With this co-opted scheme, we organized a sample of the aggregated risks into a deck of cards as seen below.
While there is plenty to quibble about in terms of the choices that were made on what does (and does not) get included and how things are organized or sorted, it is nevertheless a useful exercise in asserting that global risks can and should be organized in a similar way. The same is true for any ontology; choices have to be made. When it comes to entity risk screening, governments, regulators, and banks are often reticent or unprepared to make those choices themselves, and inconsistent when they try. Also, these risks will evolve over time, and any risk screening technology must embrace that fluidity to let the schema change as the world does (e.g., “High Risk Industry” can be updated to include cryptocurrency, NFTs, and related technologies). In the educational spirit of the Risk Cards discussed in the next section, the movie recommendations assigned to each risk serve as a memorable introduction to what each risk is essentially about.
Another opportunity provided by a global risk taxonomy is collaboration. Risk Cards, as defined in a previous post, can be vehicles to facilitate collaboration between domain experts, data scientists, and information consumers to create models that comprehensively identify signals and assess the relevance of those risks. These cards help “train the trainers” by operationally defining each risk and setting machine learning models up for measurable success and validation. Furthermore, the approach goes a long way towards establishing a transparent, responsible approach to AI by clearly documenting definitions of risk targeted by the model.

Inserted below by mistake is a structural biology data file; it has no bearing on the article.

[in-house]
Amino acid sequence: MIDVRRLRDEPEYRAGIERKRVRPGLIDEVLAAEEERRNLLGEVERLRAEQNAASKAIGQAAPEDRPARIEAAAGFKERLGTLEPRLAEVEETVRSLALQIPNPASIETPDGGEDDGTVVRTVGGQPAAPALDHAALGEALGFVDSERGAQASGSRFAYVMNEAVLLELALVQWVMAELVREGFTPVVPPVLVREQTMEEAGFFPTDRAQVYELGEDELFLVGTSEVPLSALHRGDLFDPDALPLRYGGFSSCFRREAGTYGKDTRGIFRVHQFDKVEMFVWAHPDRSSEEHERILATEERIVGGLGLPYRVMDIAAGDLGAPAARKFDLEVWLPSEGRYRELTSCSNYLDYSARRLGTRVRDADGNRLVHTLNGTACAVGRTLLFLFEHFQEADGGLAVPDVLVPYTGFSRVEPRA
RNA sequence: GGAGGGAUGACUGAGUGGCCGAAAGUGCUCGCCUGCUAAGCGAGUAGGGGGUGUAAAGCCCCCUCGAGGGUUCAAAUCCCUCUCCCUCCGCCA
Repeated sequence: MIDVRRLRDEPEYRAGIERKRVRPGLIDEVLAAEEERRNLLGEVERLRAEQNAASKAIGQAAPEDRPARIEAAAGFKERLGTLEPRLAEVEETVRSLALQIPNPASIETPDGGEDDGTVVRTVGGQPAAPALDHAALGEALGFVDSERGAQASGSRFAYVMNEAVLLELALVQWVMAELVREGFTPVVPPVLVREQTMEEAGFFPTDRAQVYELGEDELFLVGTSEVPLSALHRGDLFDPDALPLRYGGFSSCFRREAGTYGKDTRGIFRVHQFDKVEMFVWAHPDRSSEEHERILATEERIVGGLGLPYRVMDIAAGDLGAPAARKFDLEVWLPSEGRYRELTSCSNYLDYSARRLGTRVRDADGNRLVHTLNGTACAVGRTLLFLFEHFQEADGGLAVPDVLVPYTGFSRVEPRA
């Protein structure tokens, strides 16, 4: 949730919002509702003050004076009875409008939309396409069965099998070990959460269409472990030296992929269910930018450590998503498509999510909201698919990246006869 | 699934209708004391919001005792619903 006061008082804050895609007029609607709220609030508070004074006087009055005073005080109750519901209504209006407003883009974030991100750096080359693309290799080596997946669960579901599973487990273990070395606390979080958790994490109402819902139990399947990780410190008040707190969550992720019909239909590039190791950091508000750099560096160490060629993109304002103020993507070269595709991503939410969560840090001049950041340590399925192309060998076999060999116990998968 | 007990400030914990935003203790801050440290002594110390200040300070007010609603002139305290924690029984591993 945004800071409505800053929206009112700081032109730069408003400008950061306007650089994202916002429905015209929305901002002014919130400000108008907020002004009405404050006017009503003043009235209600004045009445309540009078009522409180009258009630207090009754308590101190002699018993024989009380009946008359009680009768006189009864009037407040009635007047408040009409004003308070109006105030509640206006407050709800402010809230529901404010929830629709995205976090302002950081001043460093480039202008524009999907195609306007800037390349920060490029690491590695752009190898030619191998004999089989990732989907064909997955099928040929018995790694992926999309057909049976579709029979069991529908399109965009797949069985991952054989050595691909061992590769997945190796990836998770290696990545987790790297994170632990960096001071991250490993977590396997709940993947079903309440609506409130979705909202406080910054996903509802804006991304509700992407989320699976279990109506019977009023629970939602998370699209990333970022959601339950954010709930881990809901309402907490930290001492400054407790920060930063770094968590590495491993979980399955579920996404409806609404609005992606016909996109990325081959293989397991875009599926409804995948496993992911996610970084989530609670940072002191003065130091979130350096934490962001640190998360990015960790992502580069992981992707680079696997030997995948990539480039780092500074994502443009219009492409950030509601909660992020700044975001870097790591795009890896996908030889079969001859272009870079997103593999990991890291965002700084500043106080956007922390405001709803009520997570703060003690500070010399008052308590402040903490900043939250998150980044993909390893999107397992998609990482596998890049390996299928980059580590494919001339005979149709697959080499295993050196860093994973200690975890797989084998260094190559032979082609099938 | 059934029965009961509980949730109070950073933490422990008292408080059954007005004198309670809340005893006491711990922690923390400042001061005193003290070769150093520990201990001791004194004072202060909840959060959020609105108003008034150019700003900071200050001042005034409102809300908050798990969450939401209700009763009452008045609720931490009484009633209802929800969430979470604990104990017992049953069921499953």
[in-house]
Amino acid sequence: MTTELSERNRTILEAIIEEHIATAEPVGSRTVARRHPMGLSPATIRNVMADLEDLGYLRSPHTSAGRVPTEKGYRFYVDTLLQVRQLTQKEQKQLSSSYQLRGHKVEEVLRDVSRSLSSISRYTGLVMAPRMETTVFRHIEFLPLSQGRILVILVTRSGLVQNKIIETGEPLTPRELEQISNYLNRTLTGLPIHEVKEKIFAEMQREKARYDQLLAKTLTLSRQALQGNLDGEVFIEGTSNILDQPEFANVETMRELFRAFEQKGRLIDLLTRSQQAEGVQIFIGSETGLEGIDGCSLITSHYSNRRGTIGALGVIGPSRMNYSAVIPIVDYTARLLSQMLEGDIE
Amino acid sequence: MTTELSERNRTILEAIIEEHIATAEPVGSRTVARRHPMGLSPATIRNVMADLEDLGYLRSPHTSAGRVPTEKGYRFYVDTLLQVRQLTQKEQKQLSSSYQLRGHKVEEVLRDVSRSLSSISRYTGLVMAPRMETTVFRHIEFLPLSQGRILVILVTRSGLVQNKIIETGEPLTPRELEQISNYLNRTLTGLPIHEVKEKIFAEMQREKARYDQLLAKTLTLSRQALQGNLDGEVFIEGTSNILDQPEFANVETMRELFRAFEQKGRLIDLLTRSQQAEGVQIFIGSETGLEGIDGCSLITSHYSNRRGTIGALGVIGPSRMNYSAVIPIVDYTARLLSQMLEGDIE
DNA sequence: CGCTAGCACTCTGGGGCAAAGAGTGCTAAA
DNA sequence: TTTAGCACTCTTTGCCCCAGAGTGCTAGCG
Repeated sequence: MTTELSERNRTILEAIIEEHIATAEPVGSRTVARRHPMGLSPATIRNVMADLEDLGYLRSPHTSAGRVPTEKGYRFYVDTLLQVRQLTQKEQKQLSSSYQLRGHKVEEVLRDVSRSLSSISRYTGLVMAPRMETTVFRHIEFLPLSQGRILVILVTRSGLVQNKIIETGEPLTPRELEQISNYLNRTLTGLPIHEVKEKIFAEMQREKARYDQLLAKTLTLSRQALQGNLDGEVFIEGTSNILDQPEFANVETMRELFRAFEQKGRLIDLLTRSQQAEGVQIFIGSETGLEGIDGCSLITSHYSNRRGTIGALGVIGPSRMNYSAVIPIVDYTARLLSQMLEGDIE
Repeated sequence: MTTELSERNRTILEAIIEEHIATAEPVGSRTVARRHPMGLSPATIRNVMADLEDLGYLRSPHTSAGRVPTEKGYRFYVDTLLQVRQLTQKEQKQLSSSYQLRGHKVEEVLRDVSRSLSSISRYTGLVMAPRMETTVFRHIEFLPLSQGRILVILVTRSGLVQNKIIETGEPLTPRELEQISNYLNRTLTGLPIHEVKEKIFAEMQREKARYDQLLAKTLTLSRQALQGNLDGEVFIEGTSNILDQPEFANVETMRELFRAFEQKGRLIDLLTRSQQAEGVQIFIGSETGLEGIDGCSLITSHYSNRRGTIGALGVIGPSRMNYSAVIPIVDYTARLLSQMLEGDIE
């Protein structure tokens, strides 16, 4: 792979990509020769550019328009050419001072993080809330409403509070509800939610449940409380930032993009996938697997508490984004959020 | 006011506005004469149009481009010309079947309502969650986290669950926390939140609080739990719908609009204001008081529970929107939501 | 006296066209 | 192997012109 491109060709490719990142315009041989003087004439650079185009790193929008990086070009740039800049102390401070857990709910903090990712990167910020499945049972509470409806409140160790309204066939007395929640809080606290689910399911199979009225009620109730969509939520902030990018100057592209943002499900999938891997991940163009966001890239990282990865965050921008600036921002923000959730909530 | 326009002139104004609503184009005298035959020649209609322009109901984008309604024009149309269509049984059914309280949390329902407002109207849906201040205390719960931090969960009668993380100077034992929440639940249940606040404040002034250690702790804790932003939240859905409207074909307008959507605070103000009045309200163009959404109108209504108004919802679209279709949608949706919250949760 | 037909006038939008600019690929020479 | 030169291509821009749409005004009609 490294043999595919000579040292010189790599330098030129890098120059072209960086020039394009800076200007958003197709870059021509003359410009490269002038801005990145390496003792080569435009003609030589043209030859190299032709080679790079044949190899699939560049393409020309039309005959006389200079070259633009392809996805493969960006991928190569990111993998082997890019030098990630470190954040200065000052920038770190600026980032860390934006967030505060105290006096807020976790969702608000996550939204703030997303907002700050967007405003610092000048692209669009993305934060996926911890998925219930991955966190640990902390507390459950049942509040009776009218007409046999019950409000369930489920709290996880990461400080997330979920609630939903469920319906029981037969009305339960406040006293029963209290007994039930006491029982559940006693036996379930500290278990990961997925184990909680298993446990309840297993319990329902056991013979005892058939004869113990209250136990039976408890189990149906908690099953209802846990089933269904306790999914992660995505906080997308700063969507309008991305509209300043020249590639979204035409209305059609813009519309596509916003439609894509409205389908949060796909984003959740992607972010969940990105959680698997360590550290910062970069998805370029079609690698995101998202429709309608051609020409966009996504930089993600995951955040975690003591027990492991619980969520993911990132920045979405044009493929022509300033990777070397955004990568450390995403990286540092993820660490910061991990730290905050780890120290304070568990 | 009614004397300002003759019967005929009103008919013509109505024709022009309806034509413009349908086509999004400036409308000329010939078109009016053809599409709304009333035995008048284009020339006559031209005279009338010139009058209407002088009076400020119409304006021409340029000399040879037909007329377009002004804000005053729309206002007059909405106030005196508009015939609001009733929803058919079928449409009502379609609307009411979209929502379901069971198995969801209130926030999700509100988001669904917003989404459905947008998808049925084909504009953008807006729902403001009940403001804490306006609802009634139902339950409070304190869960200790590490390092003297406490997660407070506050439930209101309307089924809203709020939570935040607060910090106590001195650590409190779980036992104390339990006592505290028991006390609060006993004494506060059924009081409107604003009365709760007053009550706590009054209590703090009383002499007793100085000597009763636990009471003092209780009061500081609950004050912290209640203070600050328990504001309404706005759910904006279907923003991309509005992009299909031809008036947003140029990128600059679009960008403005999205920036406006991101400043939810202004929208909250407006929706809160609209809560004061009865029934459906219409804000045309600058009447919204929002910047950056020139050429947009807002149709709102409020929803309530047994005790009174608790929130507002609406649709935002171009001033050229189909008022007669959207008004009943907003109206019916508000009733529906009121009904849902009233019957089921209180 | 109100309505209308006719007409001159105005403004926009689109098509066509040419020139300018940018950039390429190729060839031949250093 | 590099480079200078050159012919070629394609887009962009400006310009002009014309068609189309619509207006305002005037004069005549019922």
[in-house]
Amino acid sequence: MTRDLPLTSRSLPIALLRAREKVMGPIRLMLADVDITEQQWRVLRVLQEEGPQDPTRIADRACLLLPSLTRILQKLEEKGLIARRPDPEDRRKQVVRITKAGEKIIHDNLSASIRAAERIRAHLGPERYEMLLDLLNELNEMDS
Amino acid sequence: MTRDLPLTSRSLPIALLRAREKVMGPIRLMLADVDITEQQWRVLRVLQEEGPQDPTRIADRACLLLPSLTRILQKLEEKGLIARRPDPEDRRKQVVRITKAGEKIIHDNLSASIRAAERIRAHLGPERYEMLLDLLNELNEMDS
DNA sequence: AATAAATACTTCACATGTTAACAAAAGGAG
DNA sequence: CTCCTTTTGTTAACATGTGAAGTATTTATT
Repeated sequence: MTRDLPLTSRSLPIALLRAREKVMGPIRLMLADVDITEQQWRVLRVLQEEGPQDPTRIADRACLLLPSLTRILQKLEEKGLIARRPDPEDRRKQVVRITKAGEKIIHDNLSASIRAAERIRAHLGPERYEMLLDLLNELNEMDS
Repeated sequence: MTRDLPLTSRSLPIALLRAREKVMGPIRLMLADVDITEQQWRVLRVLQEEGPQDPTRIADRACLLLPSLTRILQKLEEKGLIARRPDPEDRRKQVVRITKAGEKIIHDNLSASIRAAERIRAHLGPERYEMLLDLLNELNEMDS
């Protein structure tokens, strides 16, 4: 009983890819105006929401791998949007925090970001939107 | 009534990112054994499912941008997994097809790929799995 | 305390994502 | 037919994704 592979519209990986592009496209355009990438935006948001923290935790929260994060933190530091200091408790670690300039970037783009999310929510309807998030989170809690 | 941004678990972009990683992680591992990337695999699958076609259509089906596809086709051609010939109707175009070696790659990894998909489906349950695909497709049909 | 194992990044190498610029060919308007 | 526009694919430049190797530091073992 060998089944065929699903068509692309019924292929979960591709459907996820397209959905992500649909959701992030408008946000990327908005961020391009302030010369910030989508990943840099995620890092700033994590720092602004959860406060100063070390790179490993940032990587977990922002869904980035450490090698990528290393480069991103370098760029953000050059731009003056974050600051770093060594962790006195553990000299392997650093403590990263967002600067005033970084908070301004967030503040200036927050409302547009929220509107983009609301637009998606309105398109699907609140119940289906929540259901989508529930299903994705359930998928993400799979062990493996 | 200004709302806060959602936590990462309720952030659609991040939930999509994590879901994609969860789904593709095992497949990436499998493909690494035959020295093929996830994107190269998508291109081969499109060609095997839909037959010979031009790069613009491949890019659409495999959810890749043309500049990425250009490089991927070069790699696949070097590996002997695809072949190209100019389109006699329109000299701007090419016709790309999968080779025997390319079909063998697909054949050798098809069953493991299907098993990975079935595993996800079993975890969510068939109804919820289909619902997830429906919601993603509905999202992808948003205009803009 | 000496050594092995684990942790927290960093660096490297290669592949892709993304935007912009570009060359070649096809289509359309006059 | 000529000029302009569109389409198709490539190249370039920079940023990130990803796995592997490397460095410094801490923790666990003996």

Taking the taxonomy and documentation yet another step further, by integrating this comprehensive risk schema with a comprehensive knowledge graph that fuses information from a large number of OSINT data sets, Quantifind hopes to help unify our various customers and partners to map and disrupt criminal networks across the globe. At Quantifind, we use these risks in KYX “Know Your X” workflows where X can be any entity of interest, including customers (KYC), suspects, sources, vendors, or adversaries.
If you are interested in Quantifind’s comprehensive risk platform or getting access to the complete set of risk cards, please email firstname.lastname@example.org.